When I was around the age of ten I was painfully shy, and had a problem with stuttering. Usually only in public, around strangers, or in a stressful situation, but it was getting worse the older I got. My father had a horrible stutter all the way through college, so I imagine he was understandably worried about mine becoming worse. He never interupted, or impatiently talked over my stutter like his father had done. He had always made it apparent that he never wanted to treat me like his father had treated him.
I actually could tell when I was going to stutter, so I would stop mid sentence, which is just as distracting as the stutter. The only thing worse than having to talk to somebody, was having to talk to a group. So the only rational thing to do was to have me give a speech in front of Toast Masters. I didn’t know these people, how could I go in front of them and give a speech even if I didn’t have a stutter?!
The morning of the “Guantlet” arrived. I remember sitting by my Dad at one of the tables. We ran through my speech notes, he reassured me and gave a few last minute pointers. I think he arranged for me to be one of the first, just to preserve my sanity. I can still hear the creak of the podium, and the “feedback” squeal as he bent the microphone down to me.
I scanned the room, took a deep breath and began. As soon as I started delivering the speech, something clicked. It was my story, my speech, my rules, I controlled the room. While the room was filled with business professionals, political hopefuls, and even a few Cal State professors, the floor for the next 15 minutes belonged to a 10 year old kid talking about his two cats, Sunshine and Shadow. The room was no longer filled with murderous strangers, and monsters, this was now a room of my friends, and I was telling a story. I was hooked, and I didn’t stutter once!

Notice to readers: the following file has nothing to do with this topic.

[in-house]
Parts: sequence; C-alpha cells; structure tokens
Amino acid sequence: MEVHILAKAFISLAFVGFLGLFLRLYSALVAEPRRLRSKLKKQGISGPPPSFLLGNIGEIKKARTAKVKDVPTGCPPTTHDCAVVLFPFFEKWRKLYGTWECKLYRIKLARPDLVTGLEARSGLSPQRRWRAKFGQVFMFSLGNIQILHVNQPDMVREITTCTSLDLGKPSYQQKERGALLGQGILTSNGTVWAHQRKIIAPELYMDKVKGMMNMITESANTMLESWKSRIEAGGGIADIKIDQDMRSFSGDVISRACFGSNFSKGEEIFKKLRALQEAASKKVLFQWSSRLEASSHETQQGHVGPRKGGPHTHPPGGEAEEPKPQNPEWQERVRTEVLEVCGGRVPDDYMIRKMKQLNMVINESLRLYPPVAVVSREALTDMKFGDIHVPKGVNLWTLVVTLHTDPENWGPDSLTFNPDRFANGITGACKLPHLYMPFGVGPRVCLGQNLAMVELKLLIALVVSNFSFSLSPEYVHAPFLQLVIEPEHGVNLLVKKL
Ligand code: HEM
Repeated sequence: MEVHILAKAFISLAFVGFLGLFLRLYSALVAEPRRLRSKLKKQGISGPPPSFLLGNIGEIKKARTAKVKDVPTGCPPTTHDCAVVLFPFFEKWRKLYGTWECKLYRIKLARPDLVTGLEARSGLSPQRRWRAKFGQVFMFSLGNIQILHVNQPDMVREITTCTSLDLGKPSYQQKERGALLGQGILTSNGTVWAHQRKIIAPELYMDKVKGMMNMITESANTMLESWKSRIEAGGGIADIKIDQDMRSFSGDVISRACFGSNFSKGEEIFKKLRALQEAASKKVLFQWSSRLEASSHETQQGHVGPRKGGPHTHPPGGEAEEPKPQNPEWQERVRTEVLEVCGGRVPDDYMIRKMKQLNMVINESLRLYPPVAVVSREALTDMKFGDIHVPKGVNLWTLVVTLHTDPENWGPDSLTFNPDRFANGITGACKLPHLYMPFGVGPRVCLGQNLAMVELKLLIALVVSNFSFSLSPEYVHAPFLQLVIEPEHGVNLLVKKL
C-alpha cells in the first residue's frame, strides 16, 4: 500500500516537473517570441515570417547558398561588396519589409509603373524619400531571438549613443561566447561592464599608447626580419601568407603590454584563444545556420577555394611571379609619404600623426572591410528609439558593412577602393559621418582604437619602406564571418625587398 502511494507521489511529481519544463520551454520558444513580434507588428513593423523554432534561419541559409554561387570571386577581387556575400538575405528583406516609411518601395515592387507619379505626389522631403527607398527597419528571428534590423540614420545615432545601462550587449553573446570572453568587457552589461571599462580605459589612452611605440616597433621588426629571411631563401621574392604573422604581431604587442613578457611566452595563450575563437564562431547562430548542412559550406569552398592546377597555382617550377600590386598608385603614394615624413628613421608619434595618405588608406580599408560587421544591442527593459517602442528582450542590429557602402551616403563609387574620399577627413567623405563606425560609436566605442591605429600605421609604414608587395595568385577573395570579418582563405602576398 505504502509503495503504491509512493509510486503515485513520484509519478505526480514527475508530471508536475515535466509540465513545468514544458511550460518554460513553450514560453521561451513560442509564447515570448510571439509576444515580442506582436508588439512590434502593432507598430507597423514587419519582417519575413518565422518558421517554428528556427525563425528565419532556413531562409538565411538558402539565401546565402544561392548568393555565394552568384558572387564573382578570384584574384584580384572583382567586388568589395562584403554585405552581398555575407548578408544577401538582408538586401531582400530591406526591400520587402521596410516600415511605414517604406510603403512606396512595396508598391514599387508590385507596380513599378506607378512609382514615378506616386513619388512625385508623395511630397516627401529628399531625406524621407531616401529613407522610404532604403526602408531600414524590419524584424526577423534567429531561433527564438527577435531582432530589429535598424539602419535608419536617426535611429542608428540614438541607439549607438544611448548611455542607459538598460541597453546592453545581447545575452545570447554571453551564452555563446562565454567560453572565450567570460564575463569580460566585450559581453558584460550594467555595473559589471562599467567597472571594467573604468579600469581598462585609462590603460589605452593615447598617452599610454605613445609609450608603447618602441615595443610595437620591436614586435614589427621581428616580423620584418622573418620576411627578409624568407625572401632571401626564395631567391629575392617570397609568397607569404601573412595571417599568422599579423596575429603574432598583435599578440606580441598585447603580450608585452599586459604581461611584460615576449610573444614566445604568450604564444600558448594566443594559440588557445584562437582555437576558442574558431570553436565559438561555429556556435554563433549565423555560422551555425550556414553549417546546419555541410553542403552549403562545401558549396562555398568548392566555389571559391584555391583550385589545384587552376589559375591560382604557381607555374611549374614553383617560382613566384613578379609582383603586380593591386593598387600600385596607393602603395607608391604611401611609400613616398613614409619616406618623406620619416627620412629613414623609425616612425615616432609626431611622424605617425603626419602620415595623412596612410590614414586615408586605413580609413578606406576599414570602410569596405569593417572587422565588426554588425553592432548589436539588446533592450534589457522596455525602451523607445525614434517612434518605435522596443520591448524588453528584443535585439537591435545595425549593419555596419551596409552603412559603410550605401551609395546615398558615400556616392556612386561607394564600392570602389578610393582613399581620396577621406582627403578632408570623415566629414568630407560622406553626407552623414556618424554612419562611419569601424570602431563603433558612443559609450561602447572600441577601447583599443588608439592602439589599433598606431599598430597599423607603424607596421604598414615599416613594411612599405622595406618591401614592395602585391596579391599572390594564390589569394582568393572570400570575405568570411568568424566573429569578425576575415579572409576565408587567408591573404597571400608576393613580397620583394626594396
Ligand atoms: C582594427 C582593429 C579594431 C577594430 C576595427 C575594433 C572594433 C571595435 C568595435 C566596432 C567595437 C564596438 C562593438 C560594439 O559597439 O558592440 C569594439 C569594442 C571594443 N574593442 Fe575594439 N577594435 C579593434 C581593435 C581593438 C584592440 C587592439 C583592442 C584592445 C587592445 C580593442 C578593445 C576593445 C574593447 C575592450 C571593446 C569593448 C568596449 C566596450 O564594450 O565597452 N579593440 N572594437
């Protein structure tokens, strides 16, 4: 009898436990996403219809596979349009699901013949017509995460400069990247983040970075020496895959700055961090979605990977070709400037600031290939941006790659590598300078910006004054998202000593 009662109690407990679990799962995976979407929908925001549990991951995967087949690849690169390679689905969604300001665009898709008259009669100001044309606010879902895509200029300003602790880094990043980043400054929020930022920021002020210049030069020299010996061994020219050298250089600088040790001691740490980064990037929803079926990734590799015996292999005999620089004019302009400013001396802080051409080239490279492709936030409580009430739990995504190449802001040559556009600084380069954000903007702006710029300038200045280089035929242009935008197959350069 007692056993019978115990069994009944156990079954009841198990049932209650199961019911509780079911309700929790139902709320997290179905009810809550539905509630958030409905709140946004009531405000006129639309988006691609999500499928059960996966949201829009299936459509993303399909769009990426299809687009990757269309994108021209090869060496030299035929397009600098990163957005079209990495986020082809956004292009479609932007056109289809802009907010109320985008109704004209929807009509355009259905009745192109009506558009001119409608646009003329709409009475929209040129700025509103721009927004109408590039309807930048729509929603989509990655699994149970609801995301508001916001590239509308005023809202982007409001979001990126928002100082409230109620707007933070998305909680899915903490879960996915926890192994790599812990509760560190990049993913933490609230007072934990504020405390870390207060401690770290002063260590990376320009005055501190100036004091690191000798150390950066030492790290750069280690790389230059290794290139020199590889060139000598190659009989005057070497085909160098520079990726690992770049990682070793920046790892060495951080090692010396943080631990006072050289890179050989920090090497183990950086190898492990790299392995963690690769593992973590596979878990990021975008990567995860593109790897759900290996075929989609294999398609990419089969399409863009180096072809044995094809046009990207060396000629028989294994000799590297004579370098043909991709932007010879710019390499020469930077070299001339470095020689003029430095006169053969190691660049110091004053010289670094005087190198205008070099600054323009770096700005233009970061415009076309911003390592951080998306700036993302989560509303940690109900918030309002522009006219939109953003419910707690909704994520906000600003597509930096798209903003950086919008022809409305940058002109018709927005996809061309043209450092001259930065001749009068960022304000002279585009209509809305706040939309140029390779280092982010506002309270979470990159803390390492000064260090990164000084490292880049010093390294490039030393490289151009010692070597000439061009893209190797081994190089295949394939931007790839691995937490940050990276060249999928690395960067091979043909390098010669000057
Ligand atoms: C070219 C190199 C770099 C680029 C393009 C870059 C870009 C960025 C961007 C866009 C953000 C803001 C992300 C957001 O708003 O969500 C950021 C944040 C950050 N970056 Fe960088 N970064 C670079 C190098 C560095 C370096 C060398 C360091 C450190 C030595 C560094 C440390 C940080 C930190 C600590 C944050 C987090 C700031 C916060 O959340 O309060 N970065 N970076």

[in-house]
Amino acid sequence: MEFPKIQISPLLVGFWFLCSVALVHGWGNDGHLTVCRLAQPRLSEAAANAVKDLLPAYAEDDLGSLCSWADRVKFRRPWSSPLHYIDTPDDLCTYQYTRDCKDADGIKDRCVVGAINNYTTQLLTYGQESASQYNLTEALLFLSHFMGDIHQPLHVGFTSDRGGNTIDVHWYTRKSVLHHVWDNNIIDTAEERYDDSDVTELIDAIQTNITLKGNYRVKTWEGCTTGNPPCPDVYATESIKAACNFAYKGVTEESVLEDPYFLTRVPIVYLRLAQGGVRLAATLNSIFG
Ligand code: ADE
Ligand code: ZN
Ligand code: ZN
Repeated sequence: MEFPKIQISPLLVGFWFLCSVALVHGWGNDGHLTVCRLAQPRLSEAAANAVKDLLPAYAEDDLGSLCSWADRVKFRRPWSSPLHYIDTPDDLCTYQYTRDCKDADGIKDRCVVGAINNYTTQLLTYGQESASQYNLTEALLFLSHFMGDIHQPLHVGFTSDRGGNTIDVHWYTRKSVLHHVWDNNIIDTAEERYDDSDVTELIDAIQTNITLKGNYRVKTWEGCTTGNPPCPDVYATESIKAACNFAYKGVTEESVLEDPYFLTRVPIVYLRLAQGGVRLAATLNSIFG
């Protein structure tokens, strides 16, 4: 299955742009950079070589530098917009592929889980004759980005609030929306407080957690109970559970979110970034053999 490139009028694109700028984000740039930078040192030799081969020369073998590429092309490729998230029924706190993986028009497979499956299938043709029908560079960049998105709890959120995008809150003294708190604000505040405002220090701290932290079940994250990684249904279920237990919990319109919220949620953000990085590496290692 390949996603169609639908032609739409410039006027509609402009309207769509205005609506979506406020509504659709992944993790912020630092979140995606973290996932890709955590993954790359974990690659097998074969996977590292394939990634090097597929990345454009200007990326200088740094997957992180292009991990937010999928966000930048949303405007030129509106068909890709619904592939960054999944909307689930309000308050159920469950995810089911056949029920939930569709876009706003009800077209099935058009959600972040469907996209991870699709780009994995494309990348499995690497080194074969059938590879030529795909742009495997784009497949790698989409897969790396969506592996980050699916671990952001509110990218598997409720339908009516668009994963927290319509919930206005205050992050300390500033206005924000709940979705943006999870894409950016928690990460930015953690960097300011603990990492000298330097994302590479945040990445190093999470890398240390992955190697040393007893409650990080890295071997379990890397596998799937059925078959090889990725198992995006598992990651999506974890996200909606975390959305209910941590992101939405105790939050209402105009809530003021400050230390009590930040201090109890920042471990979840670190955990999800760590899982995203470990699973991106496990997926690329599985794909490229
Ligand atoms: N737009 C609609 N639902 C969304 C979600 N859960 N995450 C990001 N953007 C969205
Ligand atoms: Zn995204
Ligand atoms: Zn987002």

Let me share the pointers my Dad gave me on that day, and a few more I have learned since.
• Tell a story you truly care about. People can tell when you don’t.
• Don’t be overwhelmed by the crowd of people. Balance your attention between your notes, and the audience. My dad was a genius with this. Sometimes he would refer to blank notes, just to create a visual rhythm. People like to see somebody referring to reference.
• Make sure to breathe. Sounds strange, but a sure sign of stress is the holding of one’s breath. Guess what? Holding your breath in turn makes you even more stressed. So breathe……
• Never try and maintain eye contact with everyone. Let your eyes roam the room, and find one, or two people that are already intent on your speech. Reward them by speaking to them on key issues, as you perform your balancing act of attention.
• Listen to your own words as they come out, be one of the spectators. Anticipate your next words, and you will never get lost in your own speech. Cards, and teleprompters are great tools, but they can also be crutches if you depend on them too much.
• Lastly, “consequence”. What are the consequences if you fail? If they hate your speech, or you fumbled through it, will they physically kill you?? No. All that worry was for nothing. Speaking is a craft. You have to make mistakes to get better. Nobody ever learned anything by doing it right the first time!
Supposedly public speaking is the second greatest fear rivaled only by death. Really? It doesn’t have to be. Take it from a stuttering 10 year old. Anybody can learn to do it, but you can’t learn until you start. Now it still took me a few years before I stopped stuttering all together in public, but I literally never did again when on stage.
If any of you have had similar experiences, or have your own solutions to public speaking “traumas”, I’d love to read them, and have you leave a comment. Please repost, and share.